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Mobility in classrooms creates options for face-to-face learning—and a sense of belonging

March 15, 2021

Flexible furniture is helping districts achieve so much more beyond social distancing amid the COVID-19 pandemic

Returning to school during the COVID-19 pandemic has been grappling for administrators, teachers, students, and families alike. While the transition back to school has been full of ambiguities, one thing we know for certain is the traditional classroom may never be viewed the same way again. 

Portage North Middle School.

Getting back to school

The first major shift started when kids started “going to school” at home via online platforms. But for those returning to physical school, the classroom has become a very different space than what our teachers and students walked out of in the spring of 2020. Districts have each approached the face-to-face return differently, however social distancing tops the list of common adjustments. And as schools adapt to spaced-out learning, mobile furniture has proven to be the number one asset for flexibility, rearrangement, and engagement. 

Coincidentally, one school district in Western Michigan began to realize the benefits of mobility well before the pandemic, only to see far greater positive impacts today. With the 2018 prototype design of Portage Public Schools’ two new middle schools, our interior design team led a furniture pilot to determine what configurations would work best for students and teachers at the new North Middle School and Central Middle School. Reflecting on the pilot, students were empowered to embrace the flexibility of the new furniture in their classrooms and ultimately realized a renewed sense of belonging.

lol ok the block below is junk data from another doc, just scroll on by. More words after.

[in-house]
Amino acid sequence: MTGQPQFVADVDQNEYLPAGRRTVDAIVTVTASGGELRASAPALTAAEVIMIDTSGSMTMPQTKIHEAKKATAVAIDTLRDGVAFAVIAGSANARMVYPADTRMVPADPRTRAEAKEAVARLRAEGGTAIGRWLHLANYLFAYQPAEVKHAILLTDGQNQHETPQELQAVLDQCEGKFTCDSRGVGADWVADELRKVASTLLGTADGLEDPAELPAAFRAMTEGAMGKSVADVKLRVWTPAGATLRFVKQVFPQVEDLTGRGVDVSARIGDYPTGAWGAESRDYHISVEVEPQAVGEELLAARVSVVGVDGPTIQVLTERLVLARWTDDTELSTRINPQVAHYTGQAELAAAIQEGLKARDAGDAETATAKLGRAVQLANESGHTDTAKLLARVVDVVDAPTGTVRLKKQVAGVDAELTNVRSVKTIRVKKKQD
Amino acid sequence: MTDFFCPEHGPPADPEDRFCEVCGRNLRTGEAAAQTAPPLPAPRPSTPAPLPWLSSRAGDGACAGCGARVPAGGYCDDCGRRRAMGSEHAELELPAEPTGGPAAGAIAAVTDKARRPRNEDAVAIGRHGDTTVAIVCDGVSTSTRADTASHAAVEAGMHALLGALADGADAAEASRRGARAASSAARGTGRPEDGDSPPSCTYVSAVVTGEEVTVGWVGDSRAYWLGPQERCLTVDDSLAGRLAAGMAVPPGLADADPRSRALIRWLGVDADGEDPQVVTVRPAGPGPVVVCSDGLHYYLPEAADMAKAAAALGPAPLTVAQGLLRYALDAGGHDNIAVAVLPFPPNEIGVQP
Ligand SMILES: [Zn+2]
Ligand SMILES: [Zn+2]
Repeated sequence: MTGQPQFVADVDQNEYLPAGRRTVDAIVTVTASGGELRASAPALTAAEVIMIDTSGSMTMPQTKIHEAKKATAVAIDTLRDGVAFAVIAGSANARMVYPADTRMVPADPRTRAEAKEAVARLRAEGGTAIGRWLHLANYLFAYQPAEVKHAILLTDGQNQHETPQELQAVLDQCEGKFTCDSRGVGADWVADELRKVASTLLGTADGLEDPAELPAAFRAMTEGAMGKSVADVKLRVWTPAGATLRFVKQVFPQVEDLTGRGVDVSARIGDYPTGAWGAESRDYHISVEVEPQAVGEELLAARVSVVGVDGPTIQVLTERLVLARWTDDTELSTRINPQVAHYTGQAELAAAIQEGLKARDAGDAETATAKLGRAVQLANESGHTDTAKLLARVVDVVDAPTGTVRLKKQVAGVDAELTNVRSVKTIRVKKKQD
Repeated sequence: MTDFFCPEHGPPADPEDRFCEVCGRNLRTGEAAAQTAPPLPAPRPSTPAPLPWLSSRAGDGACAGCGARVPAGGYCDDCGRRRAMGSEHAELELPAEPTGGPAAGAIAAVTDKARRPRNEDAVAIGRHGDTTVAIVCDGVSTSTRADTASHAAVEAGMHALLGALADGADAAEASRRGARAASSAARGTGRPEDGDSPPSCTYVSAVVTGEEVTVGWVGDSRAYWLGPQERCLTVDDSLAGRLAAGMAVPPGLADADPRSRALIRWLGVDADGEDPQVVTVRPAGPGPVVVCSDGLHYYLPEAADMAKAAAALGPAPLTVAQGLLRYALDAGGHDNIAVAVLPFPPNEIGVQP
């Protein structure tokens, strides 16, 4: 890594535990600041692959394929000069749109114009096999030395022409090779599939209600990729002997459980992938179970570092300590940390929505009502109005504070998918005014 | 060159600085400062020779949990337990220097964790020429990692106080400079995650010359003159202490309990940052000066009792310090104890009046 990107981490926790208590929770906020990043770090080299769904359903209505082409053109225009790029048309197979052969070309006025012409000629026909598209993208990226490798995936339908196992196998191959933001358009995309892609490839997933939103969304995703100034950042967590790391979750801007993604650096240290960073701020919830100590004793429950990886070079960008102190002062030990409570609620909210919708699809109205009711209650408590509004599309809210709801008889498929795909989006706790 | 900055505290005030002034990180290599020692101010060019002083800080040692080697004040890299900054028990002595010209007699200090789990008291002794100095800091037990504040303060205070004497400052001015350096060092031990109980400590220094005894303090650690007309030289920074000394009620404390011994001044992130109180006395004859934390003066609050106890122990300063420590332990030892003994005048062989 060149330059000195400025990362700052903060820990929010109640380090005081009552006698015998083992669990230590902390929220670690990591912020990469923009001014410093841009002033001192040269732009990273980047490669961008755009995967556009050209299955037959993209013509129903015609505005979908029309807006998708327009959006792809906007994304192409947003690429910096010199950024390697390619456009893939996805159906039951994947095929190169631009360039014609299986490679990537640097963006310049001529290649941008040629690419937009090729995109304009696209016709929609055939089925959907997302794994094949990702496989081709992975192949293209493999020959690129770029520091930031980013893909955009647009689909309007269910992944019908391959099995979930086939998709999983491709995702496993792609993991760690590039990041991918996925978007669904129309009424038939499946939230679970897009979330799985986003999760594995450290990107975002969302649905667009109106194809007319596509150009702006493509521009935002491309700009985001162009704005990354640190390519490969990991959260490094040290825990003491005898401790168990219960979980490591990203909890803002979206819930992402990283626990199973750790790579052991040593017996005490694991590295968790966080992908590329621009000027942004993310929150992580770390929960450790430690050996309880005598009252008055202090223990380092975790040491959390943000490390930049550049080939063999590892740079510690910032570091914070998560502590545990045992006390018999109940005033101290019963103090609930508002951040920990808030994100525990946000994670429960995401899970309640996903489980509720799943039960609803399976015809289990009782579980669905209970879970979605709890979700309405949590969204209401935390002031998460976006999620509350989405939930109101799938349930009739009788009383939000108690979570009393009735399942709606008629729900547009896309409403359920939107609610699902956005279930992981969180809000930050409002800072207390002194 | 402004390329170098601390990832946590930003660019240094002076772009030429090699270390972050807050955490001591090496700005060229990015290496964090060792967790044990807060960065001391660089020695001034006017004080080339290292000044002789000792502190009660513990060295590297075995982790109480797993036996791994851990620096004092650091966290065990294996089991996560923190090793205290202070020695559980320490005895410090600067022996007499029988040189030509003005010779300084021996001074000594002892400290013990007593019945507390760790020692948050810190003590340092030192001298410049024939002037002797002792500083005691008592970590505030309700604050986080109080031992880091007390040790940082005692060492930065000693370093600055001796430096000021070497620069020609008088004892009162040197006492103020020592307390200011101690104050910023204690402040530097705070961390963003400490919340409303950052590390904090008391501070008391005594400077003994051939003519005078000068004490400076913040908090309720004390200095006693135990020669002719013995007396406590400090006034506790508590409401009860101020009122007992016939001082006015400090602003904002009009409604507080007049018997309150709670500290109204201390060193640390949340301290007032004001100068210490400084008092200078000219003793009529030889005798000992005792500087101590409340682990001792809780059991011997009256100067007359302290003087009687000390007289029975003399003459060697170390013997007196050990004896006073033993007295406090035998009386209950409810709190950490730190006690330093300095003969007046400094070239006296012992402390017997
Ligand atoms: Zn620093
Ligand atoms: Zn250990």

Portage classroom before the pandemic.

A pilot project in Portage

For the pilot, the district chose eight active-learning classrooms across its two existing middle school buildings before completely investing in the shift for its new buildings. Together with furniture manufacturer Steelcase, our team selected four subject learning environments: English + Language Arts, Science, Math, and Foreign Language. Then we worked with those teachers to select a variety of active learning furniture to support their instruction.

Students at both schools were able to kick the tires and try out the furniture, which was spread across four classrooms in each building. They were also empowered to voice their opinions through pre- and post-occupancy surveys. The quantitative and qualitative results highlighted the impact of the new furniture, not only on movement but on collaborative learning and critical thinking activities within the classroom.

What the surveys told us post-installation confirms an issue we have so desperately tried to mitigate during COVID: The need for belonging, which is foundational to wellbeing in certain age groups of young people.

It was no shock that movement within the classroom increased significantly between pre-and post-survey responses (students reported that moving the furniture to support learning increased 100%). In correlation with the reported increase in movement, collaborative learning indicators also increased favorably. In the active learning classroom, the percentage of students reporting they moved to work with others increased 77%. In addition to moving to work with others, students reported a 70% increase in receiving feedback from their peers. One student said: “I feel like it helps me to learn and focus better. At the beginning of the year when we had the ‘boring’ desks, I could not focus no matter what I did. But now that we have a little bit of color and we can move easily, I feel like I can learn better and focus better.”